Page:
By far, the most visible rookie of the year candidate coming into the 2013 Nationwide season was Kyle Larson. Touted as a future star the moment he was introduced to the masses, Larson had quickly progressed up the ranks in auto racing, emerging victorious in his debut K&N Pro East Series season in 2012 as its champion and scoring an average finish of 11.2 in four late-season Camping World Truck Series races, nearly winning one of them. Sure, there was his fairly controversial finish at the Whelen All-American UNOH Battle at the Beach, during which he turned C.E. Falk on the final lap to win the first race of the series.
Larson was just one of quite a few rookies in the 2013 class, though he was certainly the series’ most touted newcomer before the season began. However, six races in, a challenger to the rookie title has emerged: Alex Bowman.
Quickly, a recap of Bowman’s (recent) career. In 2011, the Arizona native debuted in the K&N Pro East Series, scoring four top-5 finishes and placing sixth in points. He also became one of the only drivers in ARCA history to win in their series debut, let alone their second race out. The following year brought a full ARCA season, during which Bowman won four races and finished fourth in points, and four starts in the Nationwide Series, earning a 15th-place finish at Phoenix for his season best.
Could Alex Bowman end up beating out the much-hyped Kyle Larson for the Nationwide Rookie of the Year title?
Now, despite a tepid start to his Nationwide career, Bowman is showing that he might just be the top rookie in the series in 2013. Move over, Kyle Larson.
In six races, the 20-year-old driver has earned a third-place finish at the season-opening DRIVE4COPD 300 at Daytona and followed it up with an eighth at the Sam’s Town 300. The last time the series was active, Bowman scored his first career pole, leading four laps before fading to 14th.
All this has been done while under employ of RAB Racing, a formidable but historically mid-tier organization in the series that tends to have trouble keeping a driver for an entire season, instead often become a buy-the-ride program. Kenny Wallace’s 2011 season with the team was an exception, and the results were certainly decent, with Wallace finishing in the top 5 once and scoring 11 top-10 finishes. Perhaps this is what the team needed; a full-time driver, and an up-and-comer at that. It seems like you’re seeing the No. 99 around the front a lot more these days, at least compared to last year, when it might have a new driver every week for a period of time.
That’s in contrast to Larson’s Turner Scott Motorsports organization, one of the series’ top teams. If Bowman beats Larson this season in the overall standings as well as in top 5s or 10s, it’ll be an accomplishment indeed.
It could be that Bowman’s simply had better luck than Larson thus far this season. Time will tell there. But Bowman has definitely done some things I don’t think a lot of folks expected from him this early in his career. A pole, a top five and a few top 10s is nothing to discount, especially given the Cup dominance spreading through the series thus far.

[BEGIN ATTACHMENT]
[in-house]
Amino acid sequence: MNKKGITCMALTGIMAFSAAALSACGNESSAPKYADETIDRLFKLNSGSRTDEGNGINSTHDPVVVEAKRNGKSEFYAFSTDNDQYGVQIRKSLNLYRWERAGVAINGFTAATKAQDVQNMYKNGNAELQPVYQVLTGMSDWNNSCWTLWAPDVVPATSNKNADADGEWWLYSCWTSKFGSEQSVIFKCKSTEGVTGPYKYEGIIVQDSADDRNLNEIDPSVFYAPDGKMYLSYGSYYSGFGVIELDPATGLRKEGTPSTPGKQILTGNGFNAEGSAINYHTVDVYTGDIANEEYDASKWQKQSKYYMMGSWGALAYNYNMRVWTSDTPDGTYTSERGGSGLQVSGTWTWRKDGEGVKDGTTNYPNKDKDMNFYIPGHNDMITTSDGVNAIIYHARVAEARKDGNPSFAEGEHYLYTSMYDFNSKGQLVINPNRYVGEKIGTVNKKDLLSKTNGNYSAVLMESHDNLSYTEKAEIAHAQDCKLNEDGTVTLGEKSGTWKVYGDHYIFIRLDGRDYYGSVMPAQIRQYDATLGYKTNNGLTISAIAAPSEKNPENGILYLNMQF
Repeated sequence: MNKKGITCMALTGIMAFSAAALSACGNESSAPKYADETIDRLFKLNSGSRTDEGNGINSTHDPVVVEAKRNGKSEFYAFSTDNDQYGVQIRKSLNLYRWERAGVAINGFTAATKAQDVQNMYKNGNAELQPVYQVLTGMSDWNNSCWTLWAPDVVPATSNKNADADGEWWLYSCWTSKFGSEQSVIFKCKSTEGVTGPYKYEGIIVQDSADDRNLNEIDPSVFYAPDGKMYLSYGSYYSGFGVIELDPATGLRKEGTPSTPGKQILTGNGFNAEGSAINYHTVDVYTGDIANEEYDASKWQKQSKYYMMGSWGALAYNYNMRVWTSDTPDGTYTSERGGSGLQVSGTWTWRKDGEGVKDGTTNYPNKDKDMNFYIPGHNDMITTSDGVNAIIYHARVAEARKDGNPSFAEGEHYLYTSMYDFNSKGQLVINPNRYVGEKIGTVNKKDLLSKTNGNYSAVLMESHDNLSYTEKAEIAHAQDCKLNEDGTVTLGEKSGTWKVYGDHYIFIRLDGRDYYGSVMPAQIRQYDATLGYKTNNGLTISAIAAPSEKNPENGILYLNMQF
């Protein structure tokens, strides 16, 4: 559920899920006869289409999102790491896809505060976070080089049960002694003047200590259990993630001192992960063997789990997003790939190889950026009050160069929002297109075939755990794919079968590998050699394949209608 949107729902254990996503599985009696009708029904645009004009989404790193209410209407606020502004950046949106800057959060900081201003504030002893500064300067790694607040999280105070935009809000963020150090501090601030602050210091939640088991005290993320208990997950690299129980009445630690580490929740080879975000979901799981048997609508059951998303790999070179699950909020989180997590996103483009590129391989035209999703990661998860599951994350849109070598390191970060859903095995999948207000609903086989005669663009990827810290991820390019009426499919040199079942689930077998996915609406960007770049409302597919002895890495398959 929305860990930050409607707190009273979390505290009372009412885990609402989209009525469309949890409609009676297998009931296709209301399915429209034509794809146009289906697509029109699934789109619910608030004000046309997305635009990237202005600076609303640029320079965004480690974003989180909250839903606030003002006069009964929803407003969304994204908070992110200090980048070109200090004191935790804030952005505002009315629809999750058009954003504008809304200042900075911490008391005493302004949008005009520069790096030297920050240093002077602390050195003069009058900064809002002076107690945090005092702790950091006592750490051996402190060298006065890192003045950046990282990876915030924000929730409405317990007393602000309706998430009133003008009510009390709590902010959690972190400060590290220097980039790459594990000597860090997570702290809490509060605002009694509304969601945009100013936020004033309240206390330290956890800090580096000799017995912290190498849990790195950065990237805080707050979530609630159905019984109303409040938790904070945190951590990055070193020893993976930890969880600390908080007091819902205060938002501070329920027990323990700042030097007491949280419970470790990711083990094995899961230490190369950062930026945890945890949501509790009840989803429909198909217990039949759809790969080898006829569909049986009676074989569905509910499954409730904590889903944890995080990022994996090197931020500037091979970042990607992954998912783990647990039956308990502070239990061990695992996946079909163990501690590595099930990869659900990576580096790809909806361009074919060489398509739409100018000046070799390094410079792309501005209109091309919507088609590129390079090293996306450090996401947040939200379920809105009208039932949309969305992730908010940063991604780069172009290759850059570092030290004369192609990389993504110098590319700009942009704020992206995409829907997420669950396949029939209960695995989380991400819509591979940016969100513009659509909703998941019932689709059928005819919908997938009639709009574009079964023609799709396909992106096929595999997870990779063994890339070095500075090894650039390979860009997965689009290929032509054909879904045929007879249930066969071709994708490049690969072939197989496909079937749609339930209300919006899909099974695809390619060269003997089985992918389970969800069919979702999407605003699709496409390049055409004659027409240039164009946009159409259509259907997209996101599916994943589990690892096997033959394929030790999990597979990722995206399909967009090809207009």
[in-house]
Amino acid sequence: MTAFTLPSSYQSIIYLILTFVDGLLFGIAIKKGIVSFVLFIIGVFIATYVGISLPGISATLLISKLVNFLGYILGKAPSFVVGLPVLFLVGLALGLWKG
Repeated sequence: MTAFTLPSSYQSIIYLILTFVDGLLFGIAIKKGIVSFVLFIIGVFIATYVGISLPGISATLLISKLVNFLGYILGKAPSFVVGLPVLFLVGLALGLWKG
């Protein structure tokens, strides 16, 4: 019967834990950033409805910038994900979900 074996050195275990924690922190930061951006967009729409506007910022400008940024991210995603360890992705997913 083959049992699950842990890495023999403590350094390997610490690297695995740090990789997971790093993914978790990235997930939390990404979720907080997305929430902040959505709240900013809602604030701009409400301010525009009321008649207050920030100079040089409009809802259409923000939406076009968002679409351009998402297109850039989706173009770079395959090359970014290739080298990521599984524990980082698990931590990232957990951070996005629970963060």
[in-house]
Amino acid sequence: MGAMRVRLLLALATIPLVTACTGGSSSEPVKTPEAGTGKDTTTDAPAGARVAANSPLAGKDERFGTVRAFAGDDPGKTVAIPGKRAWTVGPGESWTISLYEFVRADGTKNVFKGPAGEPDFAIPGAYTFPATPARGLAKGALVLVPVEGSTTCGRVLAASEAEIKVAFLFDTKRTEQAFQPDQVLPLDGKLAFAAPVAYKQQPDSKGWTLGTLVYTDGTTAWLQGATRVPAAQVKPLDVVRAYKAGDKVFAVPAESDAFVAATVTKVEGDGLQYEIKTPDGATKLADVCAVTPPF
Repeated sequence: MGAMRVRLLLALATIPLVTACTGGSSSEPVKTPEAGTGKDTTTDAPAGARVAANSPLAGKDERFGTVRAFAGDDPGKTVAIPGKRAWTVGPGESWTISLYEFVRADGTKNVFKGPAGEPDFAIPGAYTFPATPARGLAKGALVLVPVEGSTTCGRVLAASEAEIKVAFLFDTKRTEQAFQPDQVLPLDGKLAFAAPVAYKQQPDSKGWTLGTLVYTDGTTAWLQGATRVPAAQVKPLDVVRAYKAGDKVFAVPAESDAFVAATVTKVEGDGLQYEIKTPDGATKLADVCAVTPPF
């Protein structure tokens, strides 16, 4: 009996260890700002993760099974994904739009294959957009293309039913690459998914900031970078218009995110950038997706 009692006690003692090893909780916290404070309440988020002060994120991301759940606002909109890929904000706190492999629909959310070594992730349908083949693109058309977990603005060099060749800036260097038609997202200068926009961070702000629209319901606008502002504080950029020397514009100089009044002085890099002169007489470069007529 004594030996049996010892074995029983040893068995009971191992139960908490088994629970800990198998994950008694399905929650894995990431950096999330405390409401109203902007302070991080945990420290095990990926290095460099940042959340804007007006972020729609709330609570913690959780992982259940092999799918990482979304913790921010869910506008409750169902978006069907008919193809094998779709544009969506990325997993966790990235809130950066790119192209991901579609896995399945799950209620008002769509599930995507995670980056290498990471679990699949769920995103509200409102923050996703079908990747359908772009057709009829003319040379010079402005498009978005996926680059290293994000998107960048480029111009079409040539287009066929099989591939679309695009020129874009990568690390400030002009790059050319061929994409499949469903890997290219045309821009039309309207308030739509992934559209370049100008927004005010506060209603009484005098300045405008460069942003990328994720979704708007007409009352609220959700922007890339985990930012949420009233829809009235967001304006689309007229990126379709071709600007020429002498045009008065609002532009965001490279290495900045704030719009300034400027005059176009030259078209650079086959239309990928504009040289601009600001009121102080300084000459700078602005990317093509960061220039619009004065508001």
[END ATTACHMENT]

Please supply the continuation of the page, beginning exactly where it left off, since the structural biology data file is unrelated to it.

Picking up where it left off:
The cool thing about the battle between Larson and Bowman is that they’re fairly evenly matched in regards to traveling to the tracks for the first time. While fellow rookie Nelson Piquet, Jr. has raced at a few of the circuits from his Camping World Truck Series days, Bowman and Larson come from largely short track backgrounds, and simply haven’t been to as many of the tracks. They’re learning together. What will really be indicative of overall talent will be when the season moves into its later rounds, when a lot of the speedways have already been visited.
Keep an eye on this battle this weekend at Richmond and moving forward. It could quietly become one of the season’s better battles — especially if Kyle Busch’s winning ways continue. We have to look somewhere (besides the title battle) for something watchable.
-Derek Thorn, a standout in NASCAR’s K&N Pro West Series, is making the move to the Nationwide Series for at least a race, debuting with Jimmy Means Racing’s No. 52 at Richmond. Thorn, who turned 27 this week, has never driven at Richmond, but does have a considerable amount of success on west coast tracks, scoring two wins last season en route to a third-place finish in the West Series points. He’ll have his work cut out for him though; Thorn doesn’t have a guaranteed spot in the race, and six are scheduled to head home after qualifying. He replaces Joey Gase, who moves to Go Green Racing’s No. 79 for Richmond.
Thorn isn’t the only driver making his season debut at Richmond. Kenny Wallace returns to the track this weekend behind the wheel of a second RAB Racing car, the No. 29 Toyota Care Camry. Wallace has driven for the team multiple times in the past few years, though went to part-time status when sponsorship became an issue. He’ll be a teammate to full-time driver Alex Bowman. Ryan Reed, in Roush Fenway Racing’s No. 16, will also make his season (and, in his case, series) debut, after a campaign in the ARCA Racing Series-and a lone start in the Truck Series (17th at Las Vegas)—in 2012.
Looking Forward: Richmond
Stats (entered drivers):
Most Wins: Kevin Harvick (6)
Most Poles: Kyle Busch (3)
Most Top 5s: Kevin Harvick (15)
Most Top 10s: Kevin Harvick (18)
Top Average Finish: Kyle Busch (6.7, 15 races), Kevin Harvick (7.0, 23), Brian Vickers (12.4, 5), Reed Sorenson (13.3, 9), Austin Dillon (13.7, 3)
Richmond Nationwide Debuts: Jeffrey Earnhardt, Ryan Reed, Nelson Piquet Jr., Kyle Larson, Hal Martin, Derek Thorn, Jamie Dick, Juan Carlos Blum, Joey Gase, Kevin Swindell, Alex Bowman
Season Debuts: Stanton Barrett, Ryan Reed, Tanner Berryhill, Kenny Wallace, Jason Bowles, Derek Thorn
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